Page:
T-Mobile has chosen the path of regulatory defiance in California. It passed on yesterday’s deadline for challenging the California Public Utilities Commission’s decision to impose tough conditions on its acquisition of Sprint. That doesn’t mean it’s staying silent or that the matter is closed. Quite the contrary. T-Mobile responded to a procedural challenge from opponents of the deal with sharp words, and set itself up for a fight at the CPUC and in state and federal courts that will continue for years to come.
Earlier this month, opponents appealed the decision, asking for a rehearing because, well, the commission didn’t completely accept their arguments the first time around. Their request keeps the procedural ball rolling toward an inevitable jump to state and federal courts, but it doesn’t break new ground.
T-Mobile lashed out at the rehearing request in a response filed just before the three-day Memorial Day weekend. The fact that T-Mobile disagrees with its opponents isn’t surprising, or even particularly newsworthy. What’s interesting about the reply is the way T-Mobile dismisses the decision by saying, in effect, the CPUC doesn’t have the authority to tell us what to do, so we don’t care what they say…
While [T-Mobile and Sprint] stand by their voluntary commitments made to this Commission, they submit – as they have from the outset of these proceedings – that the Commission has no jurisdiction to approve or deny the transfer of control of [Sprint’s wireless business], or to make its approval contingent on the imposition of mandatory conditions. Thus, the very premise of the [opponents’ rehearing reuqest], i.e., that the merger could be denied by the Commission but, failing that, should or could be subject to additional Commission-mandated conditions, is fatally flawed because the Commission lacks jurisdiction to do either…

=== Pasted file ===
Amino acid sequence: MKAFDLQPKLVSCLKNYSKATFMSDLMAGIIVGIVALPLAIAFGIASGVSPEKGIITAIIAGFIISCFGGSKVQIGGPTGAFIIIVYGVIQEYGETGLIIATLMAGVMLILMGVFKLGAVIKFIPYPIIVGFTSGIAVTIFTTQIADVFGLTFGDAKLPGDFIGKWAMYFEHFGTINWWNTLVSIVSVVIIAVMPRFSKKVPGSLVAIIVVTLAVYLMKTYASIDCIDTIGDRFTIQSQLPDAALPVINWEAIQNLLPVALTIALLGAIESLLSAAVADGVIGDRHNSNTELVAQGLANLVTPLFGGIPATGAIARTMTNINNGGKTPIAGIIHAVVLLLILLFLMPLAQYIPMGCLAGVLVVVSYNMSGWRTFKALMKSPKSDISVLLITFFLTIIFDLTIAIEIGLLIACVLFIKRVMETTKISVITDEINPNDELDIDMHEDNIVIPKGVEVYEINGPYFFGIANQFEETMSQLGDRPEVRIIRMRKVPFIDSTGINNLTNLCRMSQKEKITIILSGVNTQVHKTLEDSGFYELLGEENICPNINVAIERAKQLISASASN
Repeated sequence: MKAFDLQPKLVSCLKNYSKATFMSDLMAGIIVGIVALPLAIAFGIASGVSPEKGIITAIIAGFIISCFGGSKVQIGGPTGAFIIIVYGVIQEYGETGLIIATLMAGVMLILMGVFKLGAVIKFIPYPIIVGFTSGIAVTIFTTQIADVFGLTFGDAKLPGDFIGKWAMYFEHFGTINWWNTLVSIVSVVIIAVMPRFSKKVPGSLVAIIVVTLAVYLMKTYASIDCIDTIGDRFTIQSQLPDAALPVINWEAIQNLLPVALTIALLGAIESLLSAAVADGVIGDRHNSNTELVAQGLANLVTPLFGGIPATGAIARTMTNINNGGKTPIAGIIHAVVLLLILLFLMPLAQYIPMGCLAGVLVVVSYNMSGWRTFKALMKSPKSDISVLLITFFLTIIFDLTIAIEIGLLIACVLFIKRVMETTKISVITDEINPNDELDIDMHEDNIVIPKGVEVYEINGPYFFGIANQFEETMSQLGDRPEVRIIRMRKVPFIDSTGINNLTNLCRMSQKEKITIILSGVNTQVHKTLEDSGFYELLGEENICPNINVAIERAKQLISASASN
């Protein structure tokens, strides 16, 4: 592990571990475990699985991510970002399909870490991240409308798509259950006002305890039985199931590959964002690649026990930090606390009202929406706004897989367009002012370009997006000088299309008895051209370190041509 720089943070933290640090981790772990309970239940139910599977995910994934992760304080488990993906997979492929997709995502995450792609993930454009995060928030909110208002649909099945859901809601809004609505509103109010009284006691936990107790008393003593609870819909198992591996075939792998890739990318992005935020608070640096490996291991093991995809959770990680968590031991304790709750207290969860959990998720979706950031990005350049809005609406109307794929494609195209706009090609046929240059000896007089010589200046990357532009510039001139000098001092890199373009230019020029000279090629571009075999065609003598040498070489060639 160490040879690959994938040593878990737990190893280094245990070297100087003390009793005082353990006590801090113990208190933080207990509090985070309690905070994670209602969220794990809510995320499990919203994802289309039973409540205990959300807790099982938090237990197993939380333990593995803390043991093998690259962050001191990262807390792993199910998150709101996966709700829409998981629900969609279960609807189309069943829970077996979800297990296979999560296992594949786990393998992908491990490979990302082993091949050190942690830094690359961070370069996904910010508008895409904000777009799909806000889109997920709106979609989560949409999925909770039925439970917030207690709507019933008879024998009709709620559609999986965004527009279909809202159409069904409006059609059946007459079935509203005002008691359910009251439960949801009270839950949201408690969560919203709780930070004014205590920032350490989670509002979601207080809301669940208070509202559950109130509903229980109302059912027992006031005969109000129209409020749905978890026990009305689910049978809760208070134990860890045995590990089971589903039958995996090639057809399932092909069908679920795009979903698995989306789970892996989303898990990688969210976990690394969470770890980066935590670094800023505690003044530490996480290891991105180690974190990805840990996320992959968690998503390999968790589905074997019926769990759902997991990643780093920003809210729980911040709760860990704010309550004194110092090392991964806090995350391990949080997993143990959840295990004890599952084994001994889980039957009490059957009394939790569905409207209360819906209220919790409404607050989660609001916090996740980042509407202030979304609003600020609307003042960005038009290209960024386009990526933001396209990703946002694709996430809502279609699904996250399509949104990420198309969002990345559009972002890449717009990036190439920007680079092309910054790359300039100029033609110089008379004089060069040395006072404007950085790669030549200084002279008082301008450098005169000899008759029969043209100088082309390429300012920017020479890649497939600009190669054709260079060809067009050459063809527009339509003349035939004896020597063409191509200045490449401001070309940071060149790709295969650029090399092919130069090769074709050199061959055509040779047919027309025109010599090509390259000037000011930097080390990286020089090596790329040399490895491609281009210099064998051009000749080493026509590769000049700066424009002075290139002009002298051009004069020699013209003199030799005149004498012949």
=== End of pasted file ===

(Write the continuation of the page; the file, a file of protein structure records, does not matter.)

The Commission lacks the authority to “approve” (or “deny”) the wireless transactions or to otherwise impose mandatory conditions on it. That power is reserved to the FCC under the plain language of the Communications Act and general principles of federal preemption. Thus, the Commission may not second-guess the FCC’s determination that the merger is in the public interest subject to the conditions it deemed appropriate or otherwise require additional mandatory conditions specific to California.
The response contains approving words for some of the California-specific requirements imposed by the CPUC, but in the context of refuting opponents’ claims that the commission’s decision lacks sufficient enforcement measures. Taken as a whole, T-Mobile’s stance is the same as it was when it started its CPUC odyssey nearly two years ago, as it was throughout the proceeding, and as it was when it defied the CPUC and completed the merger without permission. It doesn’t accept Californian authority over its mobile business and has only offered to “stand by” its “voluntary commitments”.
Sooner rather than later, T-Mobile will ignore one of the CPUC’s conditions or blow off requests to comply. That’ll trigger a (likely) lengthy enforcement process that T-Mobile will try to steer towards the “federal preemption” that it is counting on.
My clients include California cities who do business with T-Mobile. I like to think that has no bearing on my commentary. Take it for what it’s worth.